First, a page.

History of the Typewriter

Forfatter: Geo. Carl Mares

År: 1909

Forlag: Guilbert Pitman

Sted: London

Sider: 318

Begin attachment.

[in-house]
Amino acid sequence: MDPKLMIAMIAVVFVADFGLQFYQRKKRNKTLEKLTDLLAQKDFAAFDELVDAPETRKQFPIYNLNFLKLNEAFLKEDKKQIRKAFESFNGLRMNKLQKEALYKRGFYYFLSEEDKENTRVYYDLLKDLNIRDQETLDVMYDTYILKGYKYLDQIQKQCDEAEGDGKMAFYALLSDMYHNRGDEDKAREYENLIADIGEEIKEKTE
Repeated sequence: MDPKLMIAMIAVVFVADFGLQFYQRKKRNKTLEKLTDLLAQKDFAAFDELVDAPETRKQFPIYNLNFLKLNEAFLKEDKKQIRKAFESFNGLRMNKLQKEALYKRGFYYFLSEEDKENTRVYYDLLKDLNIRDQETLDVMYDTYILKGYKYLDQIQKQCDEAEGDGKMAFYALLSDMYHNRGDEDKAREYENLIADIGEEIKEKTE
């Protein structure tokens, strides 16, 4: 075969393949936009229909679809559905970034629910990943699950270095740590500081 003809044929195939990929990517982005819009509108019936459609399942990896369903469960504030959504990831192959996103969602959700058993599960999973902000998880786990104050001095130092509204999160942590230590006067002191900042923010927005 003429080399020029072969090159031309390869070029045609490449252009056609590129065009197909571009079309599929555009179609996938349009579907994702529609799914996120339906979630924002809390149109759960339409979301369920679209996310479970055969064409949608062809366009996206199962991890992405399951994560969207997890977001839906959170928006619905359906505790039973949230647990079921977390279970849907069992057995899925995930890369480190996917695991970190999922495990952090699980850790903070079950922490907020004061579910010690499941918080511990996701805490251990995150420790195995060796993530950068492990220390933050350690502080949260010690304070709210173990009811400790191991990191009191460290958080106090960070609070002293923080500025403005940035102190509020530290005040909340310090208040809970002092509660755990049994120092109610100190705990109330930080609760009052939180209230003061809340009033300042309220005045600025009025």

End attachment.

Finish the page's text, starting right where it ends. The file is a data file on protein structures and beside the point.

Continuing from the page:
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— 74 — The paper fingers are very effective, and grip wide or narrow paper well. The card platen and marginal stops are also very good features, and it is claimed that the models of the Densmore in use to-day include every device which has been found practicable either to increase the range of typewriters, or reduce the labour of the operator- Group II.—Machines with full keyboards. The Caligraph. We have already (page 46) referred to the introduction of the machine now under notice. A double keyboard having been decided upon, the next step was to secure the improvement in the carriage, for even in those early days it was seen that lightness was an essential precedent to speed. An entirely new model of carriage was there- fore provided, and so light was it, that ultimately the lifting weight was only about eight ounces. It will be noticed, on reference to the illustration, that the front portion of the Caligraph is occupied by a sloping desk upon which the operator might easily support his arms. The object of this desk, however, was no such humani- tarian idea, but to enable the levers to be lengthened in front, and the fulcrum was placed towards the operator instead of from him. A lever so constructed is known mechanically as one of the second order of leverage, and as we shall see in this section, it is interesting to find, long after the Caligraph was withdrawn from the market, that the same idea was incorporated in another machine—the No. 10 Yost to wit. So light was the leverage which resulted, that the keys required a depression of not more than Ifths of an inch in order to bring the types to the printing point. The mechanism governing the movement of the carriage was altogether different to that of the Remington. Instead of a coiled spring in a drum pulling a strap attached to the further end of the carriage, we find in the Caligraph a long spiral spring mounted on an iron bar, and passing from front to back of the machine under- neath the key-levers. This spring, which could be adjusted to a remarkable degree of fineness, was attached to a long driver arm at the rear of the machine, and the arm, in its turn, was attached to the carriage. The result was that a far more uniform movement of the carriage was secured, for it must be quite clear that the tension